Du Malone writes: I like to use nicknames when I’m playing FM.
I started doing so simply to disambiguate (as Wikipedia has taught us all to say) surnames.
Which Ivanov is that? The left back or the striker? And which Iliev, which Hristov? Before using nicknames I did occasionally start players in very unaccustomed positions, my mistake.
So I started calling them things like Iliev LB or Iliev DM. It’s important to put the label after the surname, not before, so that the player’s position in the alphabetical list.
Once I started using nicknames, I realised they’d be useful for staff too. I can’t always remember which coach is good at what and the little labels that FM gives them (‘Todorov (attacking)’) often fail to the way I deploy my coaches.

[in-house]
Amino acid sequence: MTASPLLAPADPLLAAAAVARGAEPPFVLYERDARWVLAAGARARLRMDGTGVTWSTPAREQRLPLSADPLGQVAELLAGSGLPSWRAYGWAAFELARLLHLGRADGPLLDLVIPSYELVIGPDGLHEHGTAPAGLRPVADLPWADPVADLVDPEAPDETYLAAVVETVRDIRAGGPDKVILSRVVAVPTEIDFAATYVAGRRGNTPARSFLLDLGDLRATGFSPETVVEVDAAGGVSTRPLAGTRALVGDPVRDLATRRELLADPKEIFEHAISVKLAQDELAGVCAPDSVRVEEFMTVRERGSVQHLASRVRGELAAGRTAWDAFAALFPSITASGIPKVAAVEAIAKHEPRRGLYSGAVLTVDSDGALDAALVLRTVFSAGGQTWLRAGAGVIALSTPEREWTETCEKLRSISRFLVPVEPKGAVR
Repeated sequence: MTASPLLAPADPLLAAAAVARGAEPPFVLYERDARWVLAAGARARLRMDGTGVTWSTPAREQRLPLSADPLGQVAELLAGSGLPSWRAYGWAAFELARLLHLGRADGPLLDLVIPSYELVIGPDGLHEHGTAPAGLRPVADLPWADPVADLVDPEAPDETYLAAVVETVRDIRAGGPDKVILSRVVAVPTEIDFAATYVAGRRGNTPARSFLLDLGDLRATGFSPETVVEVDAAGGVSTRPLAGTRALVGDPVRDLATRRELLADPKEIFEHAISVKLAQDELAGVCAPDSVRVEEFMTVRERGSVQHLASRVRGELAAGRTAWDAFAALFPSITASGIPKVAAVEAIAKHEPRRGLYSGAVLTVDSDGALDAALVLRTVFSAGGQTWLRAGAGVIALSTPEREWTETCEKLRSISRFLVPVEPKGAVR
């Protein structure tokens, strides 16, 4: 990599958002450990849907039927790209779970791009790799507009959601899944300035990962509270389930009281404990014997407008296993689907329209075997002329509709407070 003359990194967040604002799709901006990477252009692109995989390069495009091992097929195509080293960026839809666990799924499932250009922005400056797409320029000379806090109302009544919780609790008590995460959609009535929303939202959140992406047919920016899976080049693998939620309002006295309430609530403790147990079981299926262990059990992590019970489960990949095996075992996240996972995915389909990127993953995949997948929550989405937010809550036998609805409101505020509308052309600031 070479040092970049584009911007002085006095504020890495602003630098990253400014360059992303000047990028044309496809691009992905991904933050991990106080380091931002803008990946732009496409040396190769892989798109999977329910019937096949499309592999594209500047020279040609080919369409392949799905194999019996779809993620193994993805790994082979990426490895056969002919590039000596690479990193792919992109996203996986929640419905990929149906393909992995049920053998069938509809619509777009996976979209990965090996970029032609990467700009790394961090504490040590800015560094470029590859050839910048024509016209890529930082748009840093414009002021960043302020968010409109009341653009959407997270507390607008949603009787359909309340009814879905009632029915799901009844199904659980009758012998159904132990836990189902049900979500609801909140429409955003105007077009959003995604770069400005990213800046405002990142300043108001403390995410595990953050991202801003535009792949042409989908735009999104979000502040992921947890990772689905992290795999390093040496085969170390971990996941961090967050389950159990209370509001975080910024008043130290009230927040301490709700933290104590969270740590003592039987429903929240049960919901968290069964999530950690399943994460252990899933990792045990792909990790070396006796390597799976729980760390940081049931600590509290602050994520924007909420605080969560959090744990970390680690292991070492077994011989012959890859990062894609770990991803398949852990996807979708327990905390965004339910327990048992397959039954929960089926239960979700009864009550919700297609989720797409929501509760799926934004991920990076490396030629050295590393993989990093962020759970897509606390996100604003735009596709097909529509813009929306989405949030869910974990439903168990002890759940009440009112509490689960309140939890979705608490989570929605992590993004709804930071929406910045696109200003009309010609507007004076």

So if Mr Petkov is my attacking coach, I’ll call him ‘Petkov Att’.
I then realised that I could get some other information in too. For example, ‘Ileiv DM p’ tells me not only that Iliev plays defensive midfield, but also that he takes penalties. ‘Petkov Att mot’ denotes a good motivator, someone who might be suitable for pep talks.
You can go the whole hog and remove the surname entirely. This enables you to get more information in. For example ‘LB rf det cor’ = left back, right-footed, determined corner taker.
But, though useful, I don’t like doing that, since it dehumanises the player and so detracts from the imaginative side of the game.
I did, however, resort to this method for a couple in seasons in South Korea: I’m unfamiliar with Korean names and, try as I might, kept confusing them.
Not ideal though.